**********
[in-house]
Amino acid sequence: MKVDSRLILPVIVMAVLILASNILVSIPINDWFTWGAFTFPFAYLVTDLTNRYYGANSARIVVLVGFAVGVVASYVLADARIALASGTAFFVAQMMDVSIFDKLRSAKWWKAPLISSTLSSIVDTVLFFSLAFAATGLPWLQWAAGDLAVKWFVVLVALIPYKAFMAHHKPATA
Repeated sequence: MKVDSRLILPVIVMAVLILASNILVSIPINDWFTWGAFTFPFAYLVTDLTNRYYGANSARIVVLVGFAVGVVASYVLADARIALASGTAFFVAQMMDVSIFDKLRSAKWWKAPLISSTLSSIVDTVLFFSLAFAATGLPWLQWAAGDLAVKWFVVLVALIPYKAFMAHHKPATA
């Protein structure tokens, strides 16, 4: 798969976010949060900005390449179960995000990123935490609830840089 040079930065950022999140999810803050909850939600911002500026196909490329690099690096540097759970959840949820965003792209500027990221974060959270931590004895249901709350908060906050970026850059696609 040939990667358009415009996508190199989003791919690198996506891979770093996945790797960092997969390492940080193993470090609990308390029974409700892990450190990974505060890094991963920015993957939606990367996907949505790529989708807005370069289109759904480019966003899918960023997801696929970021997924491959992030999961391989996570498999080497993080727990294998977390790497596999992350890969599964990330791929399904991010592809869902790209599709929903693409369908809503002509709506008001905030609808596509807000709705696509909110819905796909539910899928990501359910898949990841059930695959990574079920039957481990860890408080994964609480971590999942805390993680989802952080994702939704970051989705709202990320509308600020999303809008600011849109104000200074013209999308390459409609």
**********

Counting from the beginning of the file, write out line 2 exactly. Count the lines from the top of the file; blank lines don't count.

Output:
Amino acid sequence: MKVDSRLILPVIVMAVLILASNILVSIPINDWFTWGAFTFPFAYLVTDLTNRYYGANSARIVVLVGFAVGVVASYVLADARIALASGTAFFVAQMMDVSIFDKLRSAKWWKAPLISSTLSSIVDTVLFFSLAFAATGLPWLQWAAGDLAVKWFVVLVALIPYKAFMAHHKPATA